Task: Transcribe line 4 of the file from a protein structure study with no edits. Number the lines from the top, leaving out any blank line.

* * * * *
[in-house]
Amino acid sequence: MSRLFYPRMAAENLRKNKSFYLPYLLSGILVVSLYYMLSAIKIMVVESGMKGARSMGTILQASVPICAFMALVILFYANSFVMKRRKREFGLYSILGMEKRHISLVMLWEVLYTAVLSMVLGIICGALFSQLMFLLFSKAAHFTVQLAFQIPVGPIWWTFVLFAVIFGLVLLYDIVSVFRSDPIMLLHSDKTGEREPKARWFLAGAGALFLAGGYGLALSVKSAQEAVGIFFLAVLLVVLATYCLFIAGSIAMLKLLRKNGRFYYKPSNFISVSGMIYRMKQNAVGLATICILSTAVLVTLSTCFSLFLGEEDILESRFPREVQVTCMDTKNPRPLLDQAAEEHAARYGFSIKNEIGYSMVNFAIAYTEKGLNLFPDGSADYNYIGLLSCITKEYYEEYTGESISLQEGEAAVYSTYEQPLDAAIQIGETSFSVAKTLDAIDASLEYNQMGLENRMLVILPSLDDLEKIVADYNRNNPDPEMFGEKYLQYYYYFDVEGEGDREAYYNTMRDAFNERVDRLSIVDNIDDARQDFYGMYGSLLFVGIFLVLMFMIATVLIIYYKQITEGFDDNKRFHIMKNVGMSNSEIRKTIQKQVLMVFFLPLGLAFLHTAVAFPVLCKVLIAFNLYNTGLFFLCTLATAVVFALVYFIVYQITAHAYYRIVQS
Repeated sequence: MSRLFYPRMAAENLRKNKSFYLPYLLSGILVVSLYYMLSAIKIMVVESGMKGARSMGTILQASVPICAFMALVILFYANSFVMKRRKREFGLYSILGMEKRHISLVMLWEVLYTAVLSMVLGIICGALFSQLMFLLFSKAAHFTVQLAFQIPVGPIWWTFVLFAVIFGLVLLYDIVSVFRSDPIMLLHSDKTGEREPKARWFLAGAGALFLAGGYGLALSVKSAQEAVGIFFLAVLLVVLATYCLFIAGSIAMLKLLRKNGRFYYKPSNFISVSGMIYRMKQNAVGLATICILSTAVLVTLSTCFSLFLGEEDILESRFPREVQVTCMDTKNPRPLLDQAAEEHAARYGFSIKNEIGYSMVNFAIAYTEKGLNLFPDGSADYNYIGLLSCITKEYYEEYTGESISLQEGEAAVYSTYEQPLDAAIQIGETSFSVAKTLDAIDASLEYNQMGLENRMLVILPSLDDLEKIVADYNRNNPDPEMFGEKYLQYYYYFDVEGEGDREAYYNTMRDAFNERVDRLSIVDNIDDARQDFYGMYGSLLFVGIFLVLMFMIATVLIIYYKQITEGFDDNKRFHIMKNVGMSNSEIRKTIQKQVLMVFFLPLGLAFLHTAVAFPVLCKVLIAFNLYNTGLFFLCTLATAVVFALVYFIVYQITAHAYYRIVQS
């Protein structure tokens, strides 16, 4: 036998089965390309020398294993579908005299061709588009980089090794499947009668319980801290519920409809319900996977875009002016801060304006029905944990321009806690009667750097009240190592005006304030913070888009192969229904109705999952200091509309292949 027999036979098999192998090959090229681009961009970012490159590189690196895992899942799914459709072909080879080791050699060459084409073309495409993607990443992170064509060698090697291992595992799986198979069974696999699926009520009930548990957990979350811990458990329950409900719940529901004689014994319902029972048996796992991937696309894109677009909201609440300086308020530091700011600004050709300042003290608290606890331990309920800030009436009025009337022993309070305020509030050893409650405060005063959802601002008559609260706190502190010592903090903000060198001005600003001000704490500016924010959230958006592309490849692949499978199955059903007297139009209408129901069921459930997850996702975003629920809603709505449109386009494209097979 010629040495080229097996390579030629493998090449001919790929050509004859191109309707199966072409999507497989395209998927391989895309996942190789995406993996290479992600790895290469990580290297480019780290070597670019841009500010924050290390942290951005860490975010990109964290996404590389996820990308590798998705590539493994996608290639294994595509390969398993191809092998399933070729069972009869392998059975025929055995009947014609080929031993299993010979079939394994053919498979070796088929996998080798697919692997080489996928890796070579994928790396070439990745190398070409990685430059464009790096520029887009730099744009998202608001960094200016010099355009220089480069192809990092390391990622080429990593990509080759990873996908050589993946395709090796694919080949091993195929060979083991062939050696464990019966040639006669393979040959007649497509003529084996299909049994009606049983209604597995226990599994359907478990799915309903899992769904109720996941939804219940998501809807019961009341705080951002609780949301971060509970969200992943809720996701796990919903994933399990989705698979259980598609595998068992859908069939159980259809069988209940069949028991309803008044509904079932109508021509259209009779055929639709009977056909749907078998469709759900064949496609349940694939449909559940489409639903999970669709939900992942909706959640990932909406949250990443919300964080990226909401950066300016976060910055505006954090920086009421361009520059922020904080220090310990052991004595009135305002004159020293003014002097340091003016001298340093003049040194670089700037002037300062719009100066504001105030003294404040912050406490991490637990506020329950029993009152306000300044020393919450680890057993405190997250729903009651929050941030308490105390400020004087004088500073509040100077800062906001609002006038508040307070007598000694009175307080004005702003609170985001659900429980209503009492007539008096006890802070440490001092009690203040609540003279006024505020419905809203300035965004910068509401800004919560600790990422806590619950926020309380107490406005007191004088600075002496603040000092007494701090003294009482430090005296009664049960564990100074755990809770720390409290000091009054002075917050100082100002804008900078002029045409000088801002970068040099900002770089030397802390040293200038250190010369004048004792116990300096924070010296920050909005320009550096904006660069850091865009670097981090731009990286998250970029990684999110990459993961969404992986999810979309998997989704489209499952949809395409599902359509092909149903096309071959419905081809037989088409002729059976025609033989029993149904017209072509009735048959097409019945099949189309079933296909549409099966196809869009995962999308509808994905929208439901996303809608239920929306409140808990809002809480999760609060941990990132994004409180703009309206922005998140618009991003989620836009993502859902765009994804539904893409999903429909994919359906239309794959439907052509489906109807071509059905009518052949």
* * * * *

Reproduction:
């Protein structure tokens, strides 16, 4: 036998089965390309020398294993579908005299061709588009980089090794499947009668319980801290519920409809319900996977875009002016801060304006029905944990321009806690009667750097009240190592005006304030913070888009192969229904109705999952200091509309292949 027999036979098999192998090959090229681009961009970012490159590189690196895992899942799914459709072909080879080791050699060459084409073309495409993607990443992170064509060698090697291992595992799986198979069974696999699926009520009930548990957990979350811990458990329950409900719940529901004689014994319902029972048996796992991937696309894109677009909201609440300086308020530091700011600004050709300042003290608290606890331990309920800030009436009025009337022993309070305020509030050893409650405060005063959802601002008559609260706190502190010592903090903000060198001005600003001000704490500016924010959230958006592309490849692949499978199955059903007297139009209408129901069921459930997850996702975003629920809603709505449109386009494209097979 010629040495080229097996390579030629493998090449001919790929050509004859191109309707199966072409999507497989395209998927391989895309996942190789995406993996290479992600790895290469990580290297480019780290070597670019841009500010924050290390942290951005860490975010990109964290996404590389996820990308590798998705590539493994996608290639294994595509390969398993191809092998399933070729069972009869392998059975025929055995009947014609080929031993299993010979079939394994053919498979070796088929996998080798697919692997080489996928890796070579994928790396070439990745190398070409990685430059464009790096520029887009730099744009998202608001960094200016010099355009220089480069192809990092390391990622080429990593990509080759990873996908050589993946395709090796694919080949091993195929060979083991062939050696464990019966040639006669393979040959007649497509003529084996299909049994009606049983209604597995226990599994359907478990799915309903899992769904109720996941939804219940998501809807019961009341705080951002609780949301971060509970969200992943809720996701796990919903994933399990989705698979259980598609595998068992859908069939159980259809069988209940069949028991309803008044509904079932109508021509259209009779055929639709009977056909749907078998469709759900064949496609349940694939449909559940489409639903999970669709939900992942909706959640990932909406949250990443919300964080990226909401950066300016976060910055505006954090920086009421361009520059922020904080220090310990052991004595009135305002004159020293003014002097340091003016001298340093003049040194670089700037002037300062719009100066504001105030003294404040912050406490991490637990506020329950029993009152306000300044020393919450680890057993405190997250729903009651929050941030308490105390400020004087004088500073509040100077800062906001609002006038508040307070007598000694009175307080004005702003609170985001659900429980209503009492007539008096006890802070440490001092009690203040609540003279006024505020419905809203300035965004910068509401800004919560600790990422806590619950926020309380107490406005007191004088600075002496603040000092007494701090003294009482430090005296009664049960564990100074755990809770720390409290000091009054002075917050100082100002804008900078002029045409000088801002970068040099900002770089030397802390040293200038250190010369004048004792116990300096924070010296920050909005320009550096904006660069850091865009670097981090731009990286998250970029990684999110990459993961969404992986999810979309998997989704489209499952949809395409599902359509092909149903096309071959419905081809037989088409002729059976025609033989029993149904017209072509009735048959097409019945099949189309079933296909549409099966196809869009995962999308509808994905929208439901996303809608239920929306409140808990809002809480999760609060941990990132994004409180703009309206922005998140618009991003989620836009993502859902765009994804539904893409999903429909994919359906239309794959439907052509489906109807071509059905009518052949």